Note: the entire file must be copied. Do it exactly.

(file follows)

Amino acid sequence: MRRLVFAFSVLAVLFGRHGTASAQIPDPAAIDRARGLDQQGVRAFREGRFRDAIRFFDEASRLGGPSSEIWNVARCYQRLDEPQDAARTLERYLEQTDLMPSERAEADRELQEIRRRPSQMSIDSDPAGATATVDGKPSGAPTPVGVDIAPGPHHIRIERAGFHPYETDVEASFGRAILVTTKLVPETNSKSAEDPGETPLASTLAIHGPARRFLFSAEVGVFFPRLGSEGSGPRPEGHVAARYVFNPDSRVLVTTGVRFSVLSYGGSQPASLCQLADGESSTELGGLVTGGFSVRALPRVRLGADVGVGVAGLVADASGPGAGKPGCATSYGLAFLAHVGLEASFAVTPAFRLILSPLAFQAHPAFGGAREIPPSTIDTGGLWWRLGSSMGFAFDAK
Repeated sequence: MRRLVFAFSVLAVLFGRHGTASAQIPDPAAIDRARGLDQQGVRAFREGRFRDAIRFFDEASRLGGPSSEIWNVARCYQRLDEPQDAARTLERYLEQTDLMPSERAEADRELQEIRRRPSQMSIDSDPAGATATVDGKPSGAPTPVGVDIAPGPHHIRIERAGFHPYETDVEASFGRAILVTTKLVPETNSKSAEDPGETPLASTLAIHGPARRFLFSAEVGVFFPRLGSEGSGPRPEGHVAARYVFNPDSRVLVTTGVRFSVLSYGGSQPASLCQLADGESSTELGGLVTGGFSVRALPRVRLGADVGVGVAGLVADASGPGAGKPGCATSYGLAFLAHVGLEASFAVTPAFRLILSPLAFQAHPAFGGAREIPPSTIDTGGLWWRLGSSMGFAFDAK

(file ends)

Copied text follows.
Amino acid sequence: MRRLVFAFSVLAVLFGRHGTASAQIPDPAAIDRARGLDQQGVRAFREGRFRDAIRFFDEASRLGGPSSEIWNVARCYQRLDEPQDAARTLERYLEQTDLMPSERAEADRELQEIRRRPSQMSIDSDPAGATATVDGKPSGAPTPVGVDIAPGPHHIRIERAGFHPYETDVEASFGRAILVTTKLVPETNSKSAEDPGETPLASTLAIHGPARRFLFSAEVGVFFPRLGSEGSGPRPEGHVAARYVFNPDSRVLVTTGVRFSVLSYGGSQPASLCQLADGESSTELGGLVTGGFSVRALPRVRLGADVGVGVAGLVADASGPGAGKPGCATSYGLAFLAHVGLEASFAVTPAFRLILSPLAFQAHPAFGGAREIPPSTIDTGGLWWRLGSSMGFAFDAK
Repeated sequence: MRRLVFAFSVLAVLFGRHGTASAQIPDPAAIDRARGLDQQGVRAFREGRFRDAIRFFDEASRLGGPSSEIWNVARCYQRLDEPQDAARTLERYLEQTDLMPSERAEADRELQEIRRRPSQMSIDSDPAGATATVDGKPSGAPTPVGVDIAPGPHHIRIERAGFHPYETDVEASFGRAILVTTKLVPETNSKSAEDPGETPLASTLAIHGPARRFLFSAEVGVFFPRLGSEGSGPRPEGHVAARYVFNPDSRVLVTTGVRFSVLSYGGSQPASLCQLADGESSTELGGLVTGGFSVRALPRVRLGADVGVGVAGLVADASGPGAGKPGCATSYGLAFLAHVGLEASFAVTPAFRLILSPLAFQAHPAFGGAREIPPSTIDTGGLWWRLGSSMGFAFDAK